by Rebecca Aronson

Before the cake there were eggs and flour. I sang as I beat one egg into another to make a yellow foam. Back to the shell, my song unraveled and the yolk pulled up into itself. Forlorn veil of sun-laced whites in their reverse slide. Before the eggs in their neat refrigerated cups, a factory stink. Before that, the mother rush, the nest, the meal and seed and one bent feather floating in a water trough.

A murmur is an engine revving inside a muffler of snow, muted by the late hour, the flickering streetlight, the farm a pure distance. When we raised chickens, we gave the eggs away to anyone who could tuck a shell quickly into their cool palm—there could be no thieves, then, and so thievery diminished. We looked each other in the eye and nodded our morning greetings.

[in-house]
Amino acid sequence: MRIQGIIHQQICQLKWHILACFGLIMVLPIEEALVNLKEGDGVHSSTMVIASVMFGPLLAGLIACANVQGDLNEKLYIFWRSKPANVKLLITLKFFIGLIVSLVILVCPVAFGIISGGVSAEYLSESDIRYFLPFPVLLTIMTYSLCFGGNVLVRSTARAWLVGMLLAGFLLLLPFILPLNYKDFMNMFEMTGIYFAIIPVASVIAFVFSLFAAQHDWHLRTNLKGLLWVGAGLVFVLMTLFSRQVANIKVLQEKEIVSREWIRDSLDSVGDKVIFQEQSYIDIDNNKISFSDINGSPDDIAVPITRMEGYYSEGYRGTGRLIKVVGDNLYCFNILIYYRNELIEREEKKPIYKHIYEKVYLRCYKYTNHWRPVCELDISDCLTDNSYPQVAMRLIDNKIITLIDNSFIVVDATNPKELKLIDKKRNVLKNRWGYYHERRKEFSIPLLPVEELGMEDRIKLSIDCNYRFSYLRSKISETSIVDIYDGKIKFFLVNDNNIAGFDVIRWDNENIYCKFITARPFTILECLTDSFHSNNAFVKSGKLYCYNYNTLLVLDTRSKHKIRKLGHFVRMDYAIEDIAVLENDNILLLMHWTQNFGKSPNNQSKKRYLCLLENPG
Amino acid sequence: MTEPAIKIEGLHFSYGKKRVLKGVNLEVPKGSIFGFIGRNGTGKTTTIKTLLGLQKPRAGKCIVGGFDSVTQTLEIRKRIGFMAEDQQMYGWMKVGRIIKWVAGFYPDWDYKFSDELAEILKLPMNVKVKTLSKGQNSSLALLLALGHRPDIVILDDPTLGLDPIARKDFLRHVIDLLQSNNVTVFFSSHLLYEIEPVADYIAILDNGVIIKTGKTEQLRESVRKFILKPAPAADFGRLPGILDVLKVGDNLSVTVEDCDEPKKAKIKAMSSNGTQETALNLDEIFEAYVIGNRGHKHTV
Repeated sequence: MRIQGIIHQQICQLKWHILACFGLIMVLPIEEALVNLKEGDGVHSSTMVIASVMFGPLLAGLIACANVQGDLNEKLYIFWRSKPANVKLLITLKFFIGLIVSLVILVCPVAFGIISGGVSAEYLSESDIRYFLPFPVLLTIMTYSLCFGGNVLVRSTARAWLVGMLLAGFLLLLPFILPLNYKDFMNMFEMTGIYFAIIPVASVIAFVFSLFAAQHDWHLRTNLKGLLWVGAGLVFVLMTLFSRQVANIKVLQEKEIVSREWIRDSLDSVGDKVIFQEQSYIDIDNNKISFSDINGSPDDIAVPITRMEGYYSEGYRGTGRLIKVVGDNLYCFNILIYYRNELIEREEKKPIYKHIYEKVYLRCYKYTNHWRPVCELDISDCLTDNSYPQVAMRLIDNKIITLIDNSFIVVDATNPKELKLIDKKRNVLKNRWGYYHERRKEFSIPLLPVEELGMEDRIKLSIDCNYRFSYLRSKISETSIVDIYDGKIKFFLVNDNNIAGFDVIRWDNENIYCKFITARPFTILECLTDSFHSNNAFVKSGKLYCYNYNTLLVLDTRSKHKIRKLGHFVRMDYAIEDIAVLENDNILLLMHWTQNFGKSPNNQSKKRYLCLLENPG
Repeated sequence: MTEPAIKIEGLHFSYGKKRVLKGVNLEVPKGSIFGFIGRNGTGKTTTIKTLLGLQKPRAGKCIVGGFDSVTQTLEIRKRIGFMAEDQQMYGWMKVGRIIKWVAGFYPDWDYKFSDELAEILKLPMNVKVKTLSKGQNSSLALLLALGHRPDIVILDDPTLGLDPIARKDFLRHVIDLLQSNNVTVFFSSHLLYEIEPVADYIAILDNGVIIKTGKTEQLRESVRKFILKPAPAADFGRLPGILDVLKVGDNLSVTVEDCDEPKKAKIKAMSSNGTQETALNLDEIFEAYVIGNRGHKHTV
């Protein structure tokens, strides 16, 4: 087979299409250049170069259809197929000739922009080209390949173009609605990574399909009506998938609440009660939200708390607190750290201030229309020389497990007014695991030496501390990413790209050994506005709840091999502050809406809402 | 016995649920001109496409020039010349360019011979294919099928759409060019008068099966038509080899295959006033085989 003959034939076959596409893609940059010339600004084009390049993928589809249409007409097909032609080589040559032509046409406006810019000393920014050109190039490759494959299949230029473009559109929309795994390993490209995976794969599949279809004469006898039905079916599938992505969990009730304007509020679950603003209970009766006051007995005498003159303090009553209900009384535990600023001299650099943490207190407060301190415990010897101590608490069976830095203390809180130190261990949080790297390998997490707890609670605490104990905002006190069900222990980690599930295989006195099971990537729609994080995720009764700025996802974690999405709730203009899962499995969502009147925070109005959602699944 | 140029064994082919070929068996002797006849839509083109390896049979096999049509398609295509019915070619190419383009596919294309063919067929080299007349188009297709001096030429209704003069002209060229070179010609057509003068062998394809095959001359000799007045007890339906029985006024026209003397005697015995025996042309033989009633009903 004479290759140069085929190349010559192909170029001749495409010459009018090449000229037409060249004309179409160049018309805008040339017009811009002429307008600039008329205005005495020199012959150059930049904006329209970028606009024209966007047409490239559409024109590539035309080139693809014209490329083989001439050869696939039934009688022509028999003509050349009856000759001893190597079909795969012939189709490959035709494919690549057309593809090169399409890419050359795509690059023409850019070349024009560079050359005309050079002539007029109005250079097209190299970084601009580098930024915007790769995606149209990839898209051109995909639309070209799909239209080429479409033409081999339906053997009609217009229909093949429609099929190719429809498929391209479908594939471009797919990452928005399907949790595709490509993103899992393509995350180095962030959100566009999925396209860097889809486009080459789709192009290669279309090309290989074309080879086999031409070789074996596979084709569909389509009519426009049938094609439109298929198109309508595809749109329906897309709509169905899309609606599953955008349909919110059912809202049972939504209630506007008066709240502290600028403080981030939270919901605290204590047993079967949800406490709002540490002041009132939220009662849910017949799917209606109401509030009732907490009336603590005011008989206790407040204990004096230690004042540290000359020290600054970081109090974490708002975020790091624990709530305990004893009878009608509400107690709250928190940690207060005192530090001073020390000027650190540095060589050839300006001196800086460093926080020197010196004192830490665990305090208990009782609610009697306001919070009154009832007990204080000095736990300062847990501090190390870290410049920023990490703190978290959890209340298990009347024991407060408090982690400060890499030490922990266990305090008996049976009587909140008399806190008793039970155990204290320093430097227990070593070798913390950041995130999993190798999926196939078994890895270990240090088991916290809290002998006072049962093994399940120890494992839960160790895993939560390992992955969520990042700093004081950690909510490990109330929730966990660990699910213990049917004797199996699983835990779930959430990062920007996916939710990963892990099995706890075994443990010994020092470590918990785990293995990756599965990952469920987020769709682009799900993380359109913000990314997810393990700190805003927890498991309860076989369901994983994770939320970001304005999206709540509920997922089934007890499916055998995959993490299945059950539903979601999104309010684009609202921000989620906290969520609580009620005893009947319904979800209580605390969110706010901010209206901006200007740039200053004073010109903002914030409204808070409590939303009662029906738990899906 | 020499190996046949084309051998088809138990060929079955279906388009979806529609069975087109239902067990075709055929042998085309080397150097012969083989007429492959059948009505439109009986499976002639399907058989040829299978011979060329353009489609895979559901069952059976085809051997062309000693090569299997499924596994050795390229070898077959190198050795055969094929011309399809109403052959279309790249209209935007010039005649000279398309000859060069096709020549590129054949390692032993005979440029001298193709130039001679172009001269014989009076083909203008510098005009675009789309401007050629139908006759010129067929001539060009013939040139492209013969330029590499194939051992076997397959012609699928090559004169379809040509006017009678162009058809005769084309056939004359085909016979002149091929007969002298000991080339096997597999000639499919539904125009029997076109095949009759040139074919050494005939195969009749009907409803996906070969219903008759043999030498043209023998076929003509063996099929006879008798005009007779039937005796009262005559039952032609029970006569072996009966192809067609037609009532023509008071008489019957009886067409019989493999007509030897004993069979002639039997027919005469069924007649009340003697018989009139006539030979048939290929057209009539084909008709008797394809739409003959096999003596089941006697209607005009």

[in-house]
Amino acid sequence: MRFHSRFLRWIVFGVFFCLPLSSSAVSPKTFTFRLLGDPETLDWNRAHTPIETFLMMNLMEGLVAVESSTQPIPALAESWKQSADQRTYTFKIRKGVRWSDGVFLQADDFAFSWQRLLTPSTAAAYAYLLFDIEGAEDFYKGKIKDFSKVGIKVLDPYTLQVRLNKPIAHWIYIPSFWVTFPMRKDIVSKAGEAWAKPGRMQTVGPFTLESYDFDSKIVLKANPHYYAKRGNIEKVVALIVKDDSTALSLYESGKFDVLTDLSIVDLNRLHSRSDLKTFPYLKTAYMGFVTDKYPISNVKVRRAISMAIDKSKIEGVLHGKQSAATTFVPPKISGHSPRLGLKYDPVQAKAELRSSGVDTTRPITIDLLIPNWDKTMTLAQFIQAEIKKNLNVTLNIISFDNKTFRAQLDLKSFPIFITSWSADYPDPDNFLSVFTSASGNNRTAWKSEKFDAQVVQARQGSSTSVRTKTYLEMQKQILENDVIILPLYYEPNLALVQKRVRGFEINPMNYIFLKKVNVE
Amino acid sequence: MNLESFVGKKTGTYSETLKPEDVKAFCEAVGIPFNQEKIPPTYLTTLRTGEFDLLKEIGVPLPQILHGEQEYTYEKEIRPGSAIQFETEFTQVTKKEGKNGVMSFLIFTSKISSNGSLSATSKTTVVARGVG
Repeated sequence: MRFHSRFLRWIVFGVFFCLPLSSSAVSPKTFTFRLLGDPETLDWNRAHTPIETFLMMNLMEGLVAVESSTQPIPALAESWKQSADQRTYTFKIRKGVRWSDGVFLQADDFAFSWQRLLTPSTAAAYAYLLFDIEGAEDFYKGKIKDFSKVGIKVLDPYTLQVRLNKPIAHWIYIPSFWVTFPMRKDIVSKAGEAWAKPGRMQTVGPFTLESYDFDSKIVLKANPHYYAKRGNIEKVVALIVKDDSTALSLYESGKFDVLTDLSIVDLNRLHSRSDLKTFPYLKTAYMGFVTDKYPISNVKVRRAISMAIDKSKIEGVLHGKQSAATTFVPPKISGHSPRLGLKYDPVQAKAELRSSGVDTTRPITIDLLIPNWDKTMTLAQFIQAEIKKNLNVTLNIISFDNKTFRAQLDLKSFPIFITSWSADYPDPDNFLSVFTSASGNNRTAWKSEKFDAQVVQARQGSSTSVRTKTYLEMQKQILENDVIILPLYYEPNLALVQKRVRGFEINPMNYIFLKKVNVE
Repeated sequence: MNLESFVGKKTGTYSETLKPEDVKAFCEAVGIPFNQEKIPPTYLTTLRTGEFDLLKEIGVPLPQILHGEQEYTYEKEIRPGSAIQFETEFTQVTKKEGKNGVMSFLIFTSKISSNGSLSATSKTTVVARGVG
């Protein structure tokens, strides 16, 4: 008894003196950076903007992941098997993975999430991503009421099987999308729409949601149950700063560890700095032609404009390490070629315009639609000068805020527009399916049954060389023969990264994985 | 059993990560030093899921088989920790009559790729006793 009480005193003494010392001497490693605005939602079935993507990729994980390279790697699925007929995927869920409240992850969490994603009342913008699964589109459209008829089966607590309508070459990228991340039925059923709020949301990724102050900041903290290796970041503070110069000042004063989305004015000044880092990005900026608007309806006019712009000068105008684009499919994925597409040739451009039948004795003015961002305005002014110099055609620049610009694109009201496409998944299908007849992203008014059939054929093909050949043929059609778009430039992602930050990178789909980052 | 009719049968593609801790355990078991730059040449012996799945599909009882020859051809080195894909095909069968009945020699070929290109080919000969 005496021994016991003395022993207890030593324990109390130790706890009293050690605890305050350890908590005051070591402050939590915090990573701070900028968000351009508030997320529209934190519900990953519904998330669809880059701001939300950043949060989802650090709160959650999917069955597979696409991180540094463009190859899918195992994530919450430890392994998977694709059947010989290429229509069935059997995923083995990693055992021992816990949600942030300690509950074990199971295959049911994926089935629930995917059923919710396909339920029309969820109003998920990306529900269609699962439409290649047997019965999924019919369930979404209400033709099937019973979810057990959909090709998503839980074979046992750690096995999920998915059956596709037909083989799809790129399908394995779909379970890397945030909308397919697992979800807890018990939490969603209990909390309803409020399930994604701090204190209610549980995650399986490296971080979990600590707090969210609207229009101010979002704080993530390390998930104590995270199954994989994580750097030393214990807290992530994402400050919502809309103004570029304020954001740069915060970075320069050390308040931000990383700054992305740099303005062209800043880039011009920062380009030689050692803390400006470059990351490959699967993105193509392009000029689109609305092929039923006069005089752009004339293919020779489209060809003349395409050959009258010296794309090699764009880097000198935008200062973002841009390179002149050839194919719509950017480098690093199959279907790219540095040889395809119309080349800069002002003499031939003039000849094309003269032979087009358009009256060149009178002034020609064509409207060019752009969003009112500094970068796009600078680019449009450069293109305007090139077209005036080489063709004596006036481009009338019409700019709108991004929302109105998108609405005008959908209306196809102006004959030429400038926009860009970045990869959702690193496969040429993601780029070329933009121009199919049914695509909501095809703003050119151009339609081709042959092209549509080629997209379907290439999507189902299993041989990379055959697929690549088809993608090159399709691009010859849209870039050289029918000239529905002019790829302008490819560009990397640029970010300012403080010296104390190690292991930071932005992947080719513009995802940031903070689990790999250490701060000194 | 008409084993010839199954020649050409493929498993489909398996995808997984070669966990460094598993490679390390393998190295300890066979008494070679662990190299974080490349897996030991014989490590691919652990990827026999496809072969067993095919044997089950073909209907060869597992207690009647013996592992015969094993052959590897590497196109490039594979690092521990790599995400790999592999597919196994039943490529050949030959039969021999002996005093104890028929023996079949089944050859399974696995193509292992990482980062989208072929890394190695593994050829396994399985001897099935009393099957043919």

Published in Cider Press Review, Volume 15, Issue 2.

Rebecca Aronson’s first book Creature, Creature won the Main-Traveled Press poetry book contest and was published in 2007. Her poems have appeared in Tin House, the Georgia Review, Cream City Review, Mas Tequila Review, Quarterly West, and others.

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